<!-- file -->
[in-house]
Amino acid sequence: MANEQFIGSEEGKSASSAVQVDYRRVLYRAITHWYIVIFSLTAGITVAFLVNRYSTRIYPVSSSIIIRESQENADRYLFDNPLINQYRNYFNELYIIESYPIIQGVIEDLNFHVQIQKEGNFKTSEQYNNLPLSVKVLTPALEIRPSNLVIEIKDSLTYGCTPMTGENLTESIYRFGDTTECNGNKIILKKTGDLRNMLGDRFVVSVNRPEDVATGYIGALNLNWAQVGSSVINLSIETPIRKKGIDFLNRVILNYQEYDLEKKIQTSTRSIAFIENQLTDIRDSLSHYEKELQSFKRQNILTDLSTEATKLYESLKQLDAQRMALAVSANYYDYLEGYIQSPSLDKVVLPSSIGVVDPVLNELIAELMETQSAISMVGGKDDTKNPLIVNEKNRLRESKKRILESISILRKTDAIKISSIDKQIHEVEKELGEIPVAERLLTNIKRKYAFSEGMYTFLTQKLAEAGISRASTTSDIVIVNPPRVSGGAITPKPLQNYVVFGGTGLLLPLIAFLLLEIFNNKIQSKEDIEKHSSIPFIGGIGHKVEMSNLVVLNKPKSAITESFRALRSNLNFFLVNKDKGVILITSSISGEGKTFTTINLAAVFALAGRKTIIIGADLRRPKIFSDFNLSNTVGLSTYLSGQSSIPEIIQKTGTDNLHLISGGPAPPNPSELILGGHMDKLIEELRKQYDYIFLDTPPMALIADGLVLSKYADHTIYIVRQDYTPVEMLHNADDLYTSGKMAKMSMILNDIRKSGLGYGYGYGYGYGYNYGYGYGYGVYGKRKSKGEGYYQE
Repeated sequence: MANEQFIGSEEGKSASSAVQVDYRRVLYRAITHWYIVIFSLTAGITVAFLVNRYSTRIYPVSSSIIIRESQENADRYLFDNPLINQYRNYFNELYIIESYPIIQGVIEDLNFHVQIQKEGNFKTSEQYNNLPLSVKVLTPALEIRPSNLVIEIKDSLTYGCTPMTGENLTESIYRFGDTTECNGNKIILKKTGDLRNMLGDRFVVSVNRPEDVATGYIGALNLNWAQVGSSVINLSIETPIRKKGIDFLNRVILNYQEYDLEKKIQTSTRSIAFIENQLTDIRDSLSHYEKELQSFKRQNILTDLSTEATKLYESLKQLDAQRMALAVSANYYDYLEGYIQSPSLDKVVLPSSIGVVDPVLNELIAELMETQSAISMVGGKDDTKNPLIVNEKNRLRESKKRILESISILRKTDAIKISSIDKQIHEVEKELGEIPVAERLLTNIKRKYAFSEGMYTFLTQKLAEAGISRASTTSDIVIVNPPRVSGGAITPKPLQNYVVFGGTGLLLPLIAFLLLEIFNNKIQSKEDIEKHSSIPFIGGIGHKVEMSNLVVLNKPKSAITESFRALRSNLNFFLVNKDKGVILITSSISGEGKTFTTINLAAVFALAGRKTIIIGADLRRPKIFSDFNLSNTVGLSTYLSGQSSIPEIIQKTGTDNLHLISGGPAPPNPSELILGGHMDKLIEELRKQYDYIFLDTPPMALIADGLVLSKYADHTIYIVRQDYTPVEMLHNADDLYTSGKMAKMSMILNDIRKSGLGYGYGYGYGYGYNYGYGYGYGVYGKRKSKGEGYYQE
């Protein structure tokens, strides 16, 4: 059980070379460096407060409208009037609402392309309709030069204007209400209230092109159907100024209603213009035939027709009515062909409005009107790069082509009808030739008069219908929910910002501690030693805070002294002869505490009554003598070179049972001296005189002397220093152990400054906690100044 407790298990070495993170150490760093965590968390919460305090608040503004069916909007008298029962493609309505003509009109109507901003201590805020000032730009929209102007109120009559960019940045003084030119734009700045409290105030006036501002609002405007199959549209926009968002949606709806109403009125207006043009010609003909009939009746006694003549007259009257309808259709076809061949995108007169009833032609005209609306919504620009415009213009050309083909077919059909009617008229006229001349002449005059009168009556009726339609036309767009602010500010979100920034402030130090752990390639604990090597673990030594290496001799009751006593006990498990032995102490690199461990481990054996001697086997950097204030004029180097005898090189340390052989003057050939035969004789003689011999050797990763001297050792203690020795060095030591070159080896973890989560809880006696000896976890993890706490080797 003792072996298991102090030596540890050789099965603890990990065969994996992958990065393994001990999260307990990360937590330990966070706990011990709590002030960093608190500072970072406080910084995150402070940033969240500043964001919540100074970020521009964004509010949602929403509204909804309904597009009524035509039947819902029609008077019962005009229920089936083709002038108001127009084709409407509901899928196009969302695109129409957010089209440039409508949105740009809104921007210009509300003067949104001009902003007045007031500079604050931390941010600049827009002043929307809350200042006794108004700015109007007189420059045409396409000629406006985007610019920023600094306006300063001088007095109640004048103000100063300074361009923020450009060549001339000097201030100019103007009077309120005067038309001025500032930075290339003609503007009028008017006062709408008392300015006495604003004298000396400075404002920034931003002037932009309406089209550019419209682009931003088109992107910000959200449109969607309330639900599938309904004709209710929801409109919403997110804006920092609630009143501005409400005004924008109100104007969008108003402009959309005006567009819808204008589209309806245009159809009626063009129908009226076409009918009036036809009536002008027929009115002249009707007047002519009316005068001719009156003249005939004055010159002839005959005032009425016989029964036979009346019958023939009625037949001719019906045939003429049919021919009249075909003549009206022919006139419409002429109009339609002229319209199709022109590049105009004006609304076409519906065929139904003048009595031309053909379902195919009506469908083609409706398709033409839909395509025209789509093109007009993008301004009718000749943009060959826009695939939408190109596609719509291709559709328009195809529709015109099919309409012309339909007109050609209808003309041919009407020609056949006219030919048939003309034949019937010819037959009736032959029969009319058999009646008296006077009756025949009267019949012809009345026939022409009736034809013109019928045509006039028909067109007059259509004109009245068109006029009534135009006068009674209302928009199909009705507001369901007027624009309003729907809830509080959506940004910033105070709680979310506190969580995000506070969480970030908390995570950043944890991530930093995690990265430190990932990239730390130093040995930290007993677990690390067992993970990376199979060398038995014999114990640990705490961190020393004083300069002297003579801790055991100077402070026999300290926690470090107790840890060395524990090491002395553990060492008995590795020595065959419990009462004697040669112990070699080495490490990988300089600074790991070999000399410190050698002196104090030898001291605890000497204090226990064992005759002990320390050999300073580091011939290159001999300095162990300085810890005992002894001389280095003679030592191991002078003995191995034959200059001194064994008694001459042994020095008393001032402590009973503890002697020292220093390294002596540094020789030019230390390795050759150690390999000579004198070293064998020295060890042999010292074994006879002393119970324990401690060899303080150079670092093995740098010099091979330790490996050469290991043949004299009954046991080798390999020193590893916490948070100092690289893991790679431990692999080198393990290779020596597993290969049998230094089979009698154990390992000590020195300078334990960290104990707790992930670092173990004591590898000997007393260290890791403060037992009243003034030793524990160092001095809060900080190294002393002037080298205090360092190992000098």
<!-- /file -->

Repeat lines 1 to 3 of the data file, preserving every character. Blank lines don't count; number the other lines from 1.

[in-house]
Amino acid sequence: MANEQFIGSEEGKSASSAVQVDYRRVLYRAITHWYIVIFSLTAGITVAFLVNRYSTRIYPVSSSIIIRESQENADRYLFDNPLINQYRNYFNELYIIESYPIIQGVIEDLNFHVQIQKEGNFKTSEQYNNLPLSVKVLTPALEIRPSNLVIEIKDSLTYGCTPMTGENLTESIYRFGDTTECNGNKIILKKTGDLRNMLGDRFVVSVNRPEDVATGYIGALNLNWAQVGSSVINLSIETPIRKKGIDFLNRVILNYQEYDLEKKIQTSTRSIAFIENQLTDIRDSLSHYEKELQSFKRQNILTDLSTEATKLYESLKQLDAQRMALAVSANYYDYLEGYIQSPSLDKVVLPSSIGVVDPVLNELIAELMETQSAISMVGGKDDTKNPLIVNEKNRLRESKKRILESISILRKTDAIKISSIDKQIHEVEKELGEIPVAERLLTNIKRKYAFSEGMYTFLTQKLAEAGISRASTTSDIVIVNPPRVSGGAITPKPLQNYVVFGGTGLLLPLIAFLLLEIFNNKIQSKEDIEKHSSIPFIGGIGHKVEMSNLVVLNKPKSAITESFRALRSNLNFFLVNKDKGVILITSSISGEGKTFTTINLAAVFALAGRKTIIIGADLRRPKIFSDFNLSNTVGLSTYLSGQSSIPEIIQKTGTDNLHLISGGPAPPNPSELILGGHMDKLIEELRKQYDYIFLDTPPMALIADGLVLSKYADHTIYIVRQDYTPVEMLHNADDLYTSGKMAKMSMILNDIRKSGLGYGYGYGYGYGYNYGYGYGYGVYGKRKSKGEGYYQE
Repeated sequence: MANEQFIGSEEGKSASSAVQVDYRRVLYRAITHWYIVIFSLTAGITVAFLVNRYSTRIYPVSSSIIIRESQENADRYLFDNPLINQYRNYFNELYIIESYPIIQGVIEDLNFHVQIQKEGNFKTSEQYNNLPLSVKVLTPALEIRPSNLVIEIKDSLTYGCTPMTGENLTESIYRFGDTTECNGNKIILKKTGDLRNMLGDRFVVSVNRPEDVATGYIGALNLNWAQVGSSVINLSIETPIRKKGIDFLNRVILNYQEYDLEKKIQTSTRSIAFIENQLTDIRDSLSHYEKELQSFKRQNILTDLSTEATKLYESLKQLDAQRMALAVSANYYDYLEGYIQSPSLDKVVLPSSIGVVDPVLNELIAELMETQSAISMVGGKDDTKNPLIVNEKNRLRESKKRILESISILRKTDAIKISSIDKQIHEVEKELGEIPVAERLLTNIKRKYAFSEGMYTFLTQKLAEAGISRASTTSDIVIVNPPRVSGGAITPKPLQNYVVFGGTGLLLPLIAFLLLEIFNNKIQSKEDIEKHSSIPFIGGIGHKVEMSNLVVLNKPKSAITESFRALRSNLNFFLVNKDKGVILITSSISGEGKTFTTINLAAVFALAGRKTIIIGADLRRPKIFSDFNLSNTVGLSTYLSGQSSIPEIIQKTGTDNLHLISGGPAPPNPSELILGGHMDKLIEELRKQYDYIFLDTPPMALIADGLVLSKYADHTIYIVRQDYTPVEMLHNADDLYTSGKMAKMSMILNDIRKSGLGYGYGYGYGYGYNYGYGYGYGVYGKRKSKGEGYYQE